With the California drought continuing for a fourth year, the city councils in Norwalk and Downey have approved changes in their landscaping laws allowing the use of artificial turf and drought-resistant plants.
Bellflower also has allowed the use of synthetic turf in certain locations.
Some cities are seeking grants to help finance such projects on public property.
The Norwalk City Council Aug. 18 applied for a state grant of $416,260 to replace 58,538 square feet of median and side panel turf along medians and streets at 11 locations with drought-tolerant plants which require little water.
The California State Water Resources Authority has prohibited cities from using fresh water to irrigate natural grass in street medians.
Public Works Director Gary Di Corpo said most trees will be left in place but will be watered by a drip irrigation system.
The city of Paramount has decided to truck in recycled water to irrigate its street medians, which is allowed.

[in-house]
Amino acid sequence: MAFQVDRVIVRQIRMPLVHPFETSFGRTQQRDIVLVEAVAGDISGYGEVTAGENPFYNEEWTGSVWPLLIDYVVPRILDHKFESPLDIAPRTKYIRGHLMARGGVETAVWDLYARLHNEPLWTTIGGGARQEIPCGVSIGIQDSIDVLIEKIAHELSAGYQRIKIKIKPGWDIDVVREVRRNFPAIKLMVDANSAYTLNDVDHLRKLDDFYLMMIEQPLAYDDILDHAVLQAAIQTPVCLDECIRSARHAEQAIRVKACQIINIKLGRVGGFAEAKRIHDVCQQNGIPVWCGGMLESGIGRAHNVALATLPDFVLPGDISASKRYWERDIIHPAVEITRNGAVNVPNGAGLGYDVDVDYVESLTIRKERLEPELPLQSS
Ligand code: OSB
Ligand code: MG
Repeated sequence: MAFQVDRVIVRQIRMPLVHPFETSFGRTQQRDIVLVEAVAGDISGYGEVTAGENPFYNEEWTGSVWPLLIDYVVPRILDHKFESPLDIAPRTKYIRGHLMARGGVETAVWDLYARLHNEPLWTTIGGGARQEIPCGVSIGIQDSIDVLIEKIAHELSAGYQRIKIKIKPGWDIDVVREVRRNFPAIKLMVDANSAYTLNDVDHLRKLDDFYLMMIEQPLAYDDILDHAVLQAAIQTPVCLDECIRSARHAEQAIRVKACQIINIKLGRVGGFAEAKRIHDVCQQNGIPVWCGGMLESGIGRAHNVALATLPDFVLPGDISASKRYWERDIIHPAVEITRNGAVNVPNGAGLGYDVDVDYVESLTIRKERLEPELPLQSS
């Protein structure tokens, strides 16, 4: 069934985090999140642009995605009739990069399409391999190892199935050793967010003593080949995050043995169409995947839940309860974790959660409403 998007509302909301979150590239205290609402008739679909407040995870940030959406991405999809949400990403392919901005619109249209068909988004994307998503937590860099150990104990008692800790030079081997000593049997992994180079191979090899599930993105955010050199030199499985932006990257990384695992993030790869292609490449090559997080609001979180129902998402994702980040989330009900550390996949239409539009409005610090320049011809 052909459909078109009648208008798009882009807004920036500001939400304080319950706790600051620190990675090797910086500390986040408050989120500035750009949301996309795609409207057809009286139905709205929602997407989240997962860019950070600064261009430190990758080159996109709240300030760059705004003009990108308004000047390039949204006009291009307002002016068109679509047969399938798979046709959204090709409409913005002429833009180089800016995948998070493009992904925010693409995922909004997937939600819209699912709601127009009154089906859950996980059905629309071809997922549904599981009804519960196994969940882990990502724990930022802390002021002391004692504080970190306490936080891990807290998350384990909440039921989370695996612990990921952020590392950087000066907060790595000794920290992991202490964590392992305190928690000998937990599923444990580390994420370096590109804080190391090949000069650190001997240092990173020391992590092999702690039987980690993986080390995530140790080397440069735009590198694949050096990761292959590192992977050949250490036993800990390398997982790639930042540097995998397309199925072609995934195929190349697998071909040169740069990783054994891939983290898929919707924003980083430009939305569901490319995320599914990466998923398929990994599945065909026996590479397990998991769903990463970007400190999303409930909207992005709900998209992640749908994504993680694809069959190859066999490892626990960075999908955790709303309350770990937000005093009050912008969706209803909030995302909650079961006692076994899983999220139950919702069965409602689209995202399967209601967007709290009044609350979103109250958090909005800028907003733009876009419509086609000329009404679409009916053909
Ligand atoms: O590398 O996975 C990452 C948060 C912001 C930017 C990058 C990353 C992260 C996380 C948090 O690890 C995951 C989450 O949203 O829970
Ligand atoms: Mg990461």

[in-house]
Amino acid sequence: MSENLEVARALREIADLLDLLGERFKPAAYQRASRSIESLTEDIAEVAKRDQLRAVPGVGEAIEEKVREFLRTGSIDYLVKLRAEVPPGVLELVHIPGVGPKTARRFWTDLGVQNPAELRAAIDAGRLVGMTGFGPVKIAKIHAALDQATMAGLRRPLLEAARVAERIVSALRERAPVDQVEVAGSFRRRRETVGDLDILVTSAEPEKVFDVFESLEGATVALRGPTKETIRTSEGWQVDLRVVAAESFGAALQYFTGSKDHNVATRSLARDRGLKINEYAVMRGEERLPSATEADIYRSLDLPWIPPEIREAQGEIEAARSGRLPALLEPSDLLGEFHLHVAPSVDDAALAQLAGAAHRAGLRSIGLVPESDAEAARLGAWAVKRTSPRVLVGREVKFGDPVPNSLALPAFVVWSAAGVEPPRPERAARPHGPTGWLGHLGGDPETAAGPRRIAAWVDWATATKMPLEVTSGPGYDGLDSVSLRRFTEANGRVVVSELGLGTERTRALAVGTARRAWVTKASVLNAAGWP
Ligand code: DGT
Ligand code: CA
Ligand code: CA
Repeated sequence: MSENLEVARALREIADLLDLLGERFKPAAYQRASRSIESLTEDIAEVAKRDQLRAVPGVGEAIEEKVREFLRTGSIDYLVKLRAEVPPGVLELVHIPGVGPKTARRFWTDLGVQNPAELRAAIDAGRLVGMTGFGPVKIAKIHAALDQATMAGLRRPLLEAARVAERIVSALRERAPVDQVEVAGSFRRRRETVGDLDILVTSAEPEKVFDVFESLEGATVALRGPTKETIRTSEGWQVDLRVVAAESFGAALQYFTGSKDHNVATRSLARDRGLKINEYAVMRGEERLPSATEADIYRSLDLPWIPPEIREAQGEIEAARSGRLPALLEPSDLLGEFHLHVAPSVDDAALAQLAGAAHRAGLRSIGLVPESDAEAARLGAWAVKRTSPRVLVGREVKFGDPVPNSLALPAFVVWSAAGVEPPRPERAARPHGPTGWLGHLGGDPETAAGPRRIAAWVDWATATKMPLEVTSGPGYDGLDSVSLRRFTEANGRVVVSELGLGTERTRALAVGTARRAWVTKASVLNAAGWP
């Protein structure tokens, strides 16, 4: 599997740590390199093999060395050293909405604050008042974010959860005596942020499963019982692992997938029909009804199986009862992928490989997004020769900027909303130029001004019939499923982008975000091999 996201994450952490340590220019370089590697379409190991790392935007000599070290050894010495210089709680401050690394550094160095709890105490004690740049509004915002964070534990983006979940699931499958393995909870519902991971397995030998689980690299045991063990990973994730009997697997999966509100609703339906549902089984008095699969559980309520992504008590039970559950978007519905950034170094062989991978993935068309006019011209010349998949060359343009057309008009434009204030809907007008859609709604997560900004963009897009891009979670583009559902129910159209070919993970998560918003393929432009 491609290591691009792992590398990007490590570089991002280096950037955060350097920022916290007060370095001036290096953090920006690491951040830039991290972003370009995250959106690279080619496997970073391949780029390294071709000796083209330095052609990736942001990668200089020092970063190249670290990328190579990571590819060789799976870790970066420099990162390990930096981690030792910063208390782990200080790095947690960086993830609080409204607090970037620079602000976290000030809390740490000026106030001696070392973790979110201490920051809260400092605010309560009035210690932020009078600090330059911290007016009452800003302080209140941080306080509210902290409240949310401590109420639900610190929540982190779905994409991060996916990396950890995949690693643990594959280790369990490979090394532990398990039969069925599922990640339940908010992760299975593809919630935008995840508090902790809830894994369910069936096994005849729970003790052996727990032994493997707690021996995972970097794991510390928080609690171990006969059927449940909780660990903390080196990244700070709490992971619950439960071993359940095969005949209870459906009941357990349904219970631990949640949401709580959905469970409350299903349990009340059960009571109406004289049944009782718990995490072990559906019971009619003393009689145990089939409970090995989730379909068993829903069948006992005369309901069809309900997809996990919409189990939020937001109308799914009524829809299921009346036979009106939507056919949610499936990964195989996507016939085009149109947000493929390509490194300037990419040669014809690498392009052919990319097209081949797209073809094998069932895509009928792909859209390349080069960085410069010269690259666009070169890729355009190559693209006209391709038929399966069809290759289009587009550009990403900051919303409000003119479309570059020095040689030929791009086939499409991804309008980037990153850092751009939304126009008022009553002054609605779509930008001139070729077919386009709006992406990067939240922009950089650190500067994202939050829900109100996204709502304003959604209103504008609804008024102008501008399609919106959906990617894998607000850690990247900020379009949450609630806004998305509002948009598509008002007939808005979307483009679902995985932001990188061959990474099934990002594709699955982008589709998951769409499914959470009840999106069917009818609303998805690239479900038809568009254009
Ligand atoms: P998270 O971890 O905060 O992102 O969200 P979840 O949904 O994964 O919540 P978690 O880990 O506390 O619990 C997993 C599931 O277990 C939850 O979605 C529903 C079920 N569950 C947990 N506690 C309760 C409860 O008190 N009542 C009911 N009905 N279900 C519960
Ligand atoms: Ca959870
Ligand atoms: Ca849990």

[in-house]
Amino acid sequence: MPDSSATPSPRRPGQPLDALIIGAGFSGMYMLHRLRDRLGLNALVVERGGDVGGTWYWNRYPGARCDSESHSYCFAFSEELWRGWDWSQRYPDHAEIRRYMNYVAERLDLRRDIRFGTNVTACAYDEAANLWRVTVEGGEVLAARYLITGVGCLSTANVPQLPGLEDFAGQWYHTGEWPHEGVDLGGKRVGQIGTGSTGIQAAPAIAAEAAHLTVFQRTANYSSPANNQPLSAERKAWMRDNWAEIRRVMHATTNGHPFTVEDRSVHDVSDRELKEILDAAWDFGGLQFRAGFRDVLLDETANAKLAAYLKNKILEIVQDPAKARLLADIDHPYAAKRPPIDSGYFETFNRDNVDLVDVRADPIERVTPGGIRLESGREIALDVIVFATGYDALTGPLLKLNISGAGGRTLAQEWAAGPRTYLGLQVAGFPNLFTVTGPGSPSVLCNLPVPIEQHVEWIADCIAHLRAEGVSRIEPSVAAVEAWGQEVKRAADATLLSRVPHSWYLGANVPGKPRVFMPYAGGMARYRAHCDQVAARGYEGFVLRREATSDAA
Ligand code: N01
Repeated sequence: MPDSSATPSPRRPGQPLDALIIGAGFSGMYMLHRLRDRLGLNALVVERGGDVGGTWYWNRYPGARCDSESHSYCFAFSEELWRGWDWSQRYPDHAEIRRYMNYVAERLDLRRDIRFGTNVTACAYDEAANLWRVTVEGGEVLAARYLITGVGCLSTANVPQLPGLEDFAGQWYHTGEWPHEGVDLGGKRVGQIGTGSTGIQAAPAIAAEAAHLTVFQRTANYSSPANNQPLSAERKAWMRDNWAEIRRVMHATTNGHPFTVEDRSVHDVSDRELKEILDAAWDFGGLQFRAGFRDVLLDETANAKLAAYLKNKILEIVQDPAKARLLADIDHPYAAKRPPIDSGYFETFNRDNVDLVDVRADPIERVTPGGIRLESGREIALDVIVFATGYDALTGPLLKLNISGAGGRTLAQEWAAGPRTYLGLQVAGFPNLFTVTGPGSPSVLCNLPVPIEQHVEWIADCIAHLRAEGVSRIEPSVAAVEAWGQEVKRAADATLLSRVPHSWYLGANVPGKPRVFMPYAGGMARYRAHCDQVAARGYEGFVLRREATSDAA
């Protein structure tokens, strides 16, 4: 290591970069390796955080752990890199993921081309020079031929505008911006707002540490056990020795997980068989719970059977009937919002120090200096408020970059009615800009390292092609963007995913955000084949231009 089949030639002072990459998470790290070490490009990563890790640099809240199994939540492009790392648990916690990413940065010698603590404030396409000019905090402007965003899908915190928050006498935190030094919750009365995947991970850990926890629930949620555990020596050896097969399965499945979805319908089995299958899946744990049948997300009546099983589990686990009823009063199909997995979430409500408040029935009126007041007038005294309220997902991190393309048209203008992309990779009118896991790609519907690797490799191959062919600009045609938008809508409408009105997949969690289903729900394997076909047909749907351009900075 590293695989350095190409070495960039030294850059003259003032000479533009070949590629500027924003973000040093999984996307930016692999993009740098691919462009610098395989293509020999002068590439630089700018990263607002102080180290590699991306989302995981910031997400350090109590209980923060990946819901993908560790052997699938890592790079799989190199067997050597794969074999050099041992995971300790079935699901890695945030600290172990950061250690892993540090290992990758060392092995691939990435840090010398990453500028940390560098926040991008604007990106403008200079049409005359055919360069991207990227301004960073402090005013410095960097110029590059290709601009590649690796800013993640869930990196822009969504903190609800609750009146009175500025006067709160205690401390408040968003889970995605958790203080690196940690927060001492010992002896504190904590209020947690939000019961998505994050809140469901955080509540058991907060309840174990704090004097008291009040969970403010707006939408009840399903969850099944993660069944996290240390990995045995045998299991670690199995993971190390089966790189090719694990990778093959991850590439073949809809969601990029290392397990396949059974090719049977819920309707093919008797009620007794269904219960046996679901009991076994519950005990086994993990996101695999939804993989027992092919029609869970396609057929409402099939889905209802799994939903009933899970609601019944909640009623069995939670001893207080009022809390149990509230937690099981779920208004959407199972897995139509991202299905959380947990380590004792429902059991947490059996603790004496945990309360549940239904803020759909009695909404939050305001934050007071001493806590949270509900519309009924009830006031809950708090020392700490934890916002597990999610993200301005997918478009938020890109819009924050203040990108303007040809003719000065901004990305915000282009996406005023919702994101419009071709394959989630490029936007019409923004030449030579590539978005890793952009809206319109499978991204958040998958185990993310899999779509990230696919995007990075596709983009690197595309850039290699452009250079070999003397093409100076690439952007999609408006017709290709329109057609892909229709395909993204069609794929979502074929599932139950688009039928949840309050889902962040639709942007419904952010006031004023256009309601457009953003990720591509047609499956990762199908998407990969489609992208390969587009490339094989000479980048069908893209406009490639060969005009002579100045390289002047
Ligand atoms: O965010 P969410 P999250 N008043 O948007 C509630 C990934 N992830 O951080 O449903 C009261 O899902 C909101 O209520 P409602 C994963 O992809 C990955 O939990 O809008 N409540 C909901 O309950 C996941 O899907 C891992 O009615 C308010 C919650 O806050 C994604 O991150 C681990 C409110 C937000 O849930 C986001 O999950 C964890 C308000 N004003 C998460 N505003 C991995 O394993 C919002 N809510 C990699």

In a related project aimed at conservation and improved transportation, the Norwalk City Council contracted with BKF Engineers for a fee of $197,253 to replace 4,000 linear feet of cracked, uneven concrete in side panels along Foster Road between Studebaker Avenue and Pioneer Boulevard.
The concrete will be replaced with drought-tolerant landscaping along with a bicycle lane, new sidewalk and wheelchair ramps, DiCorpo said.
Funding will come from a $2.2 million grant from the California Transportation Commission.
The Downey City Council has followed the example of Norwalk and other cities to amend its landscape ordinance and allow use of drought resistant plans and artificial turf.
The Downey Planning Commission Sept. 2 recommended approval. It goes back to City Council for final approval.
Aldo E. Schindler, director of community development, said the amendment to the City Code would create standards for the use of native plants that require minimal use of water and would set quality standards for use of synthetic grass.
It is in compliance with Gov. Jerry Brown’s call for the state to reduce the use of water by an average of 25 percent statewide by next February, compared to the amount used in corresponding months in 2013.